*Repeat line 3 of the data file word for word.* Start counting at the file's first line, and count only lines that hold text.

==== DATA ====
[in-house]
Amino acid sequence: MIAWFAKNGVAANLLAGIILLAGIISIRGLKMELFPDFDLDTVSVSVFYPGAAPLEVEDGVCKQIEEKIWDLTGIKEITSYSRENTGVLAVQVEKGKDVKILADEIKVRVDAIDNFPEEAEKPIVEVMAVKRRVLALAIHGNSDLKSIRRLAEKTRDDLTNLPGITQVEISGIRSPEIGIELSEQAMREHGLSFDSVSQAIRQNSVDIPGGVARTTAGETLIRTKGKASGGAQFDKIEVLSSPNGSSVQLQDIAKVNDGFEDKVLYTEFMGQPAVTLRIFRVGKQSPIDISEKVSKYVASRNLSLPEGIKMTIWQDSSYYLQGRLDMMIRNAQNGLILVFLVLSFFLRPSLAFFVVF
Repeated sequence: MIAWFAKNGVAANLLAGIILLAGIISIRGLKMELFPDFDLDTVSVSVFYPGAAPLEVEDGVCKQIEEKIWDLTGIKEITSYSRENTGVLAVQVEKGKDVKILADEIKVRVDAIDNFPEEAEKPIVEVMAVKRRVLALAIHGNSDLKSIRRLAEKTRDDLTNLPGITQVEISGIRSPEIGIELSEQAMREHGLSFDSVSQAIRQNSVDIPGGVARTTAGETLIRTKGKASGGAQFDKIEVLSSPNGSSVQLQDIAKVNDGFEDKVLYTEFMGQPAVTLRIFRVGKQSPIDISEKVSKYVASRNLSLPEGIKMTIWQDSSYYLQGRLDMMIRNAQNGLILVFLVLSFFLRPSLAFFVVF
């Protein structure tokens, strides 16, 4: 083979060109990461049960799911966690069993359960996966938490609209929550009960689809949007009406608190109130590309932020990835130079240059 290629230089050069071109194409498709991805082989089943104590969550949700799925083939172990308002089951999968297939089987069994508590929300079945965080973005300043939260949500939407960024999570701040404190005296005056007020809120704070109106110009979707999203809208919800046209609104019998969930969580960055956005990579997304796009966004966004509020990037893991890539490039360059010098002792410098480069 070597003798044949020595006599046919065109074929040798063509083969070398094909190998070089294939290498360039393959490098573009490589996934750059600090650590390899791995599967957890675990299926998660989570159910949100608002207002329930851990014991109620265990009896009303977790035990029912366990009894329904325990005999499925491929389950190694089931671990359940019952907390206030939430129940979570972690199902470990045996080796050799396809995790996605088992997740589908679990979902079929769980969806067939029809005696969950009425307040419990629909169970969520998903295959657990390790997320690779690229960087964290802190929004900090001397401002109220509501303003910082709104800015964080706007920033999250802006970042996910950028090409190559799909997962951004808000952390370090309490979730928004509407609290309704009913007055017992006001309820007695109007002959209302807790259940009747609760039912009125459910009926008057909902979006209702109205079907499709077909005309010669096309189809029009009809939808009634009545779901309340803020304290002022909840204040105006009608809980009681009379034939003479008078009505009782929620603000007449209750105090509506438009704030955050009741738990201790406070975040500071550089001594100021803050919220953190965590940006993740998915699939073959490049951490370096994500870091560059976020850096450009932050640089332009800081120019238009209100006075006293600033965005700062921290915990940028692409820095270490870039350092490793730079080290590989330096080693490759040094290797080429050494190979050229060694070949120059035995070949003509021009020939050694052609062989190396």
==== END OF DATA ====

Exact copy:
Repeated sequence: MIAWFAKNGVAANLLAGIILLAGIISIRGLKMELFPDFDLDTVSVSVFYPGAAPLEVEDGVCKQIEEKIWDLTGIKEITSYSRENTGVLAVQVEKGKDVKILADEIKVRVDAIDNFPEEAEKPIVEVMAVKRRVLALAIHGNSDLKSIRRLAEKTRDDLTNLPGITQVEISGIRSPEIGIELSEQAMREHGLSFDSVSQAIRQNSVDIPGGVARTTAGETLIRTKGKASGGAQFDKIEVLSSPNGSSVQLQDIAKVNDGFEDKVLYTEFMGQPAVTLRIFRVGKQSPIDISEKVSKYVASRNLSLPEGIKMTIWQDSSYYLQGRLDMMIRNAQNGLILVFLVLSFFLRPSLAFFVVF